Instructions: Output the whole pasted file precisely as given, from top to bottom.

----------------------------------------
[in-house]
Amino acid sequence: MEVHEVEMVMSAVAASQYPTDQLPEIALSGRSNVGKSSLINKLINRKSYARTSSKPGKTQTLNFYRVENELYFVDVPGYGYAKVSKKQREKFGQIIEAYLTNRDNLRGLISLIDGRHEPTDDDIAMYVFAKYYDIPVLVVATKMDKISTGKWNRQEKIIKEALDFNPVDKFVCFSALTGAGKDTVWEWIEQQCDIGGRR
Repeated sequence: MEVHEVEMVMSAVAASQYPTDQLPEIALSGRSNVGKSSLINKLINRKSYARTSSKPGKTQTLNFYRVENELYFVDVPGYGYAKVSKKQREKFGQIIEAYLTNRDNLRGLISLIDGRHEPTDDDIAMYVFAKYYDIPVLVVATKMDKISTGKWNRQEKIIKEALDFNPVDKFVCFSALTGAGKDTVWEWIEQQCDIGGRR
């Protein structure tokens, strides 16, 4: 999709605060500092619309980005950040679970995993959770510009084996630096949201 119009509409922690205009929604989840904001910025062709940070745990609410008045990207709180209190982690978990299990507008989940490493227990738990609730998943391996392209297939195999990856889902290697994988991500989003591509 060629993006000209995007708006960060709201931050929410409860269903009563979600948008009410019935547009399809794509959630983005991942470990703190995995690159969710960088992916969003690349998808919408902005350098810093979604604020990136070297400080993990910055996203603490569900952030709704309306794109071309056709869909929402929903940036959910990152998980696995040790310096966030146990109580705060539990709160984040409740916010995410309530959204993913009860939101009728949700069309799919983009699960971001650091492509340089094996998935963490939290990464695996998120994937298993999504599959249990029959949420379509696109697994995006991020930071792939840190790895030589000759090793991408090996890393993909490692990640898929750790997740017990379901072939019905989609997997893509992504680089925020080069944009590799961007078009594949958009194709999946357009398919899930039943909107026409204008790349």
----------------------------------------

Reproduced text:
[in-house]
Amino acid sequence: MEVHEVEMVMSAVAASQYPTDQLPEIALSGRSNVGKSSLINKLINRKSYARTSSKPGKTQTLNFYRVENELYFVDVPGYGYAKVSKKQREKFGQIIEAYLTNRDNLRGLISLIDGRHEPTDDDIAMYVFAKYYDIPVLVVATKMDKISTGKWNRQEKIIKEALDFNPVDKFVCFSALTGAGKDTVWEWIEQQCDIGGRR
Repeated sequence: MEVHEVEMVMSAVAASQYPTDQLPEIALSGRSNVGKSSLINKLINRKSYARTSSKPGKTQTLNFYRVENELYFVDVPGYGYAKVSKKQREKFGQIIEAYLTNRDNLRGLISLIDGRHEPTDDDIAMYVFAKYYDIPVLVVATKMDKISTGKWNRQEKIIKEALDFNPVDKFVCFSALTGAGKDTVWEWIEQQCDIGGRR
């Protein structure tokens, strides 16, 4: 999709605060500092619309980005950040679970995993959770510009084996630096949201 119009509409922690205009929604989840904001910025062709940070745990609410008045990207709180209190982690978990299990507008989940490493227990738990609730998943391996392209297939195999990856889902290697994988991500989003591509 060629993006000209995007708006960060709201931050929410409860269903009563979600948008009410019935547009399809794509959630983005991942470990703190995995690159969710960088992916969003690349998808919408902005350098810093979604604020990136070297400080993990910055996203603490569900952030709704309306794109071309056709869909929402929903940036959910990152998980696995040790310096966030146990109580705060539990709160984040409740916010995410309530959204993913009860939101009728949700069309799919983009699960971001650091492509340089094996998935963490939290990464695996998120994937298993999504599959249990029959949420379509696109697994995006991020930071792939840190790895030589000759090793991408090996890393993909490692990640898929750790997740017990379901072939019905989609997997893509992504680089925020080069944009590799961007078009594949958009194709999946357009398919899930039943909107026409204008790349």